A bee’s life is not just busy, worse still all that hard work can turn out to be in vain, as I saw today, there is always someone out for a free ride.
As it was warm and sunny today I decided to check out a sand face that had lots of nesting solitary bees and try out the new “Field Guide to the Bees”, published last autumn. It was easy to see there were lots of bees and several species. The most frequent were the yellow-legged mining bee Adrena flavipes (or at least that is the conclusion I came to).
These bees nest alone, in that each female has her own nest in which she makes cells, into which she lays an egg and provides a store of pollen for the grub. Bees that live like this are known as “Solitary bees”. These nests are often close together though so you get lots of solitary bees in one place. They collect the pollen using the long yellow hairs on their legs that give them their English name.
Not all bees are so busy though, some hitch a ride by parasitizing the nests of others. These parasites mostly look like wasps, often being yellow and black. One such lays its eggs in the nests of the yellow-legged mining bee. They fly up and down the sand face looking for nests that are unattended. In this case the parasite was a species called the painted nomad bee Nomada fucata (again if I have identified it correctly).
From time to time they will alight and go down a hole to check it out. Sometimes though, they could see that a nest was occupied then the tactic seemed to be to settle beside it and wait.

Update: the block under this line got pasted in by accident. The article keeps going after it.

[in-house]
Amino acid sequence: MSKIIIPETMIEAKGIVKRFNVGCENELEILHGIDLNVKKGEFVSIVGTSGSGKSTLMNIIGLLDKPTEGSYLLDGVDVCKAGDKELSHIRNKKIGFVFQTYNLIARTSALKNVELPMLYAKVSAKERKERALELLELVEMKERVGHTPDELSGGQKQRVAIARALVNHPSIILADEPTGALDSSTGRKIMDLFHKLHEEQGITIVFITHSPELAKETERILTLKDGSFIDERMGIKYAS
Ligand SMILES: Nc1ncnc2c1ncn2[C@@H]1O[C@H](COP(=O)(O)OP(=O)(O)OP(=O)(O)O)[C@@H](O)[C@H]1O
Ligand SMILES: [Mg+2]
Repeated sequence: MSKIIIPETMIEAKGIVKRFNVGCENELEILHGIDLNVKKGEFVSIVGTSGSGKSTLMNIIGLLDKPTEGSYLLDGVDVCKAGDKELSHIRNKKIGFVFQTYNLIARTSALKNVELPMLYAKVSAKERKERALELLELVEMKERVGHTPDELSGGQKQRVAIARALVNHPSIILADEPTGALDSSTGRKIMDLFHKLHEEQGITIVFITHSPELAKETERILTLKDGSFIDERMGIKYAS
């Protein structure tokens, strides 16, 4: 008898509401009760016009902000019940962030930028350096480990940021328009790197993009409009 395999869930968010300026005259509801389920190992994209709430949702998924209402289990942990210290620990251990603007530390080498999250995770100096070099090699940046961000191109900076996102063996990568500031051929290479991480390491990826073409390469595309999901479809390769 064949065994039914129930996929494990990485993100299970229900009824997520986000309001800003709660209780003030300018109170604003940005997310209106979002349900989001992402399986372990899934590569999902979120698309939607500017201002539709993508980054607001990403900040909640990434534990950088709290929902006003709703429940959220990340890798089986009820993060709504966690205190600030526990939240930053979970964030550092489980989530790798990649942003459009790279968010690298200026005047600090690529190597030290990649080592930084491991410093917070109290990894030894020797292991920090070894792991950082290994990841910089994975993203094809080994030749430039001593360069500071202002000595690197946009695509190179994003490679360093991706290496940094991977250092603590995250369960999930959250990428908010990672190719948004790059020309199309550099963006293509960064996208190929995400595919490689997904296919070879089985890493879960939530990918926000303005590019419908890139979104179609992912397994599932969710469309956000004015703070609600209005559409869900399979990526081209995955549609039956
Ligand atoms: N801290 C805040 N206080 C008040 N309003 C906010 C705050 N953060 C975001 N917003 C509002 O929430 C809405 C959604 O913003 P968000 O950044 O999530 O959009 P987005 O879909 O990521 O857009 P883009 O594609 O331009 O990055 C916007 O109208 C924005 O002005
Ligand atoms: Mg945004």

Once the rightful occupant leaves, the parasite ducks in to lay an egg in an open cell. When it hatches the nomad bee’s grub uses its large jaws to kill the mining bee’s larva and then it grows by eating the pollen store provided by the female mining bee. Her business done she emerges to find another unoccupied nest with cells at just the right stage.
In fact things are even worse for the mining bees as they are also parasitized by bee-flies, which were also present in numbers scattering their eggs outside the bee’s nests.
Elsewhere on the reserve things were fairly quite, but over Ibsley Water the number of common tern had grown to at least 10. They seem to be feeding on emerging insects, picking them off the surface just like the first summer little gull, which was still present. I mentioned to someone that things were ideal for black tern, which mainly feed on insects over water and as I locked up there was one looking very splendid in full breeding plumage, always a treat to see.
At the Woodland hide I saw only one brambling today, a very smart male, I cannot think he will be with us for much longer.